Alan O’Reilly is a political activist based in London.
It is fair to say that the Irish economy has rebounded well from the Covid-19 pandemic. Unemployment remains low, and consumer spending continues to go up driving higher returns in VAT receipts; in April, Ireland announced that it is likely to see record tax receipts for 2023.
However, it is corporation tax that is at the centre of this huge increase in tax returns.
Receipts have rocketed over the last decade. But since the pandemic, they have hit record highs, rising 30 per cent year-on-year in 2021 and another 48 per cent in 2022, to a record €22.6bn. It is expected that corporation tax receipts for 2023 will surpass 2022’s record of €22.6bn.
To put this in context, Irelands corporation tax revenue for 2022 is 182 per cent more than it took just five years ago.
A key element of Ireland’s inward investment strategy has been to create a business-friendly environment to attract large US multinationals – the centrepiece of which is, of course, a 12.5 per cent corporate tax rate.
While critics are often quick to criticise this approach as being the only pillar, there are a wider range of reasons for businesses locating in Ireland, such as business friendly environment, big labour pool and close links to both the UK and the EU.
(Interestingly Ireland does not have the lowest rate in the EU, Hungary and Bulgaria are lower while Cyprus also have a 12.5% rate).
In any event, this particular competitive advantage is likely to weaken soon. Under OECD rules to be introduced in the coming years, OECD members must have a 15 per cent minimum rate of corporation tax.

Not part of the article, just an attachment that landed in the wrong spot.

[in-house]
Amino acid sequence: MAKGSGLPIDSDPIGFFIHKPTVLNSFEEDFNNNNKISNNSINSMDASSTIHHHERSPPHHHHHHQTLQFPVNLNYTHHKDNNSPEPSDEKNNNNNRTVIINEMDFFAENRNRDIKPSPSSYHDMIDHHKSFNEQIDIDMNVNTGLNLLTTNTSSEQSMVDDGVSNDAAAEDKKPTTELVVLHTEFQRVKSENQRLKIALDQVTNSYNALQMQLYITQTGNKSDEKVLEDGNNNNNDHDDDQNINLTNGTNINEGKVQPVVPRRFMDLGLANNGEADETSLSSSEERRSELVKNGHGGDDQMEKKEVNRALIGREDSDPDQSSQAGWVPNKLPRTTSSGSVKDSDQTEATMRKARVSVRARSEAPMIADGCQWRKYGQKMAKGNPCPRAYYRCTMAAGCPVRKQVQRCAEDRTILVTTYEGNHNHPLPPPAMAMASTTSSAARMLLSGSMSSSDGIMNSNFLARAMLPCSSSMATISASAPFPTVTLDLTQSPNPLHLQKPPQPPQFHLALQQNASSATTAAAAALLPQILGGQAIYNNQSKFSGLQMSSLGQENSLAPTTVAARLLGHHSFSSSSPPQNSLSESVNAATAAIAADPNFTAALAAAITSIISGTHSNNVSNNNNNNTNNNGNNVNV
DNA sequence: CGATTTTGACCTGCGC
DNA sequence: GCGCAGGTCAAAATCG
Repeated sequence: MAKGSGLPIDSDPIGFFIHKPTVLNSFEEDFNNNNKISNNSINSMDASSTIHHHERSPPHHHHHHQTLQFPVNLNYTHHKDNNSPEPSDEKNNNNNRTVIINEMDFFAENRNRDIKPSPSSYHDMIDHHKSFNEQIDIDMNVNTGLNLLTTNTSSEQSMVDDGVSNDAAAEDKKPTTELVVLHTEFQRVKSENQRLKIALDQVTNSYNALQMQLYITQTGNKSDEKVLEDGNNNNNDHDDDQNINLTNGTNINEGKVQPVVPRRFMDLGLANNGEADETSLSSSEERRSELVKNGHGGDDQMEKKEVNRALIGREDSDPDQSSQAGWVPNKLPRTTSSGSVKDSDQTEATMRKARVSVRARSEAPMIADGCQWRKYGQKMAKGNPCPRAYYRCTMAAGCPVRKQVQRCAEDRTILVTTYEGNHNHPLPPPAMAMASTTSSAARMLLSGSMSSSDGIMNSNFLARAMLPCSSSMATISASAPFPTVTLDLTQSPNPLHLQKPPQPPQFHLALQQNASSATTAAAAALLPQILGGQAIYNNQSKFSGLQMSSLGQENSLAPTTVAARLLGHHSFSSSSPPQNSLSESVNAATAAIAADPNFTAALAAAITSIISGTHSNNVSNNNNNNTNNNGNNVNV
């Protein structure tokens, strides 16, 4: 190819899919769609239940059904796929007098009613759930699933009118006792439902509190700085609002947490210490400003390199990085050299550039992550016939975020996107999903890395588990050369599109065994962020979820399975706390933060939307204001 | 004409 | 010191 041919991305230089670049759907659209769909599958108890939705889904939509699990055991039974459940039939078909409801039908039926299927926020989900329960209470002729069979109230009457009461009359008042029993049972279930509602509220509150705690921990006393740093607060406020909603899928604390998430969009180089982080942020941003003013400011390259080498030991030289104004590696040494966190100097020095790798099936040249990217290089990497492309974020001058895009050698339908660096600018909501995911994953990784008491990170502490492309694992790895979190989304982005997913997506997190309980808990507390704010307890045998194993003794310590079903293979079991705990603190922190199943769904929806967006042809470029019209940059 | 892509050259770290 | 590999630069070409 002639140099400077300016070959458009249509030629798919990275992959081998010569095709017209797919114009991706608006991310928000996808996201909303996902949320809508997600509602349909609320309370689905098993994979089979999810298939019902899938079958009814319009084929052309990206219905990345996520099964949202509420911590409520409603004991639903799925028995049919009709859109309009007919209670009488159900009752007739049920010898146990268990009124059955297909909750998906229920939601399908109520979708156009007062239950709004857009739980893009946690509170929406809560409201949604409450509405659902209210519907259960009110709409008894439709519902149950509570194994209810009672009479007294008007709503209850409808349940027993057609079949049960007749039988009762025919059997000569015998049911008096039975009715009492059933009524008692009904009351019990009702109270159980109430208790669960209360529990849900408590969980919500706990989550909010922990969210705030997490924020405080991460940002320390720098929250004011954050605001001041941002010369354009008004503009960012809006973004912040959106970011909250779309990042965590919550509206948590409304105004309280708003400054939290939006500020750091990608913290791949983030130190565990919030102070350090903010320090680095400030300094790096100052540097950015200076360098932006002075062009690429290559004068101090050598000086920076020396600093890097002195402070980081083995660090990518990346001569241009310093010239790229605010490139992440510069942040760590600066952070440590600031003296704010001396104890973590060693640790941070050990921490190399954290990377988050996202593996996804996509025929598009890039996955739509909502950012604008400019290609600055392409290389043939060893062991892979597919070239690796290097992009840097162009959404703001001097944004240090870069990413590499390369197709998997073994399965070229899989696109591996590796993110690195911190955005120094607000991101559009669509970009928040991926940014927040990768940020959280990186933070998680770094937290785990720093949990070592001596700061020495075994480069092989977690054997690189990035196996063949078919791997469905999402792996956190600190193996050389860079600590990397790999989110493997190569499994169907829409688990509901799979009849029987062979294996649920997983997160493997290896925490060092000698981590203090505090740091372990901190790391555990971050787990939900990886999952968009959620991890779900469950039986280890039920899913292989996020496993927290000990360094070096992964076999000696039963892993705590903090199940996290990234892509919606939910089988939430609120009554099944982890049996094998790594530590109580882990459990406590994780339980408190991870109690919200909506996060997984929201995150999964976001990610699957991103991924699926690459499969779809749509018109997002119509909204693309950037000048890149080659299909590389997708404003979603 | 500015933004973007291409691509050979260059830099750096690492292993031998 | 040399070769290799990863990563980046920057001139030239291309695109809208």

This is not likely to dent Ireland’s receipts in the short term: forecasts suggest that by 2026, she will have budgetary surpluses totalling €65 billion over four years – potentially hitting 6.3 per cent of gross national income.
Ireland is amassing a huge windfall of tax receipts. The vexed question is: what to do with them?
Treasury officials believe that much of this money may be counted as a windfall. That means that its long-term viability cannot be taken for granted. Michael McGrath, the finance minister, has thus proposed setting up a sovereign wealth fund. This would allow Ireland to invest in capital projects whilst protecting these windfalls, and benefitting from them, over the long term.
The Department of Finance published a scoping paper as how this could work, looking at countries such as Norway, the United Kingdom, Australia, and others. It set out a approach similar to Norway’s, which would protect the capital while making money available for other investments.
Such proposals are not a particularly new in Ireland; In 2001, the government established a reserve fund to manage the huge receipts resulting from the Celtic Tiger. But this fund was essentially gutted following the 2008 economic crisis.
Echoing debates in Britain about pensions and social care, it is proposed that much of this new fund would go to help defray the long-term costs of Ireland’s aging population.
However, there remains a debate about this approach. Ireland still has a housing crisis that shows no sign of abating, and investment in infrastructure is being touted as a way of helping to further develop the Irish economy in the here and now.
All prudent options. Yet the question of how to spend these budget surpluses (certainly a nice problem to have) is a thornier one for the government.
With an election looming by no later than 2025, will ministers be able to resist the temptation to try and boost their standing with the electorate through giveaways? With Sinn Féin reaping a political dividend from the housing crisis and broader dissatisfaction with the economy, the pressure to cash in now is likely to grow between now and polling day.
For now, the key finance ministers are preaching prudence and the long-term national interest. Whether their colleagues let them hold that course – especially if there’s an earlier-than-expected election in 2024 – remains to be seen.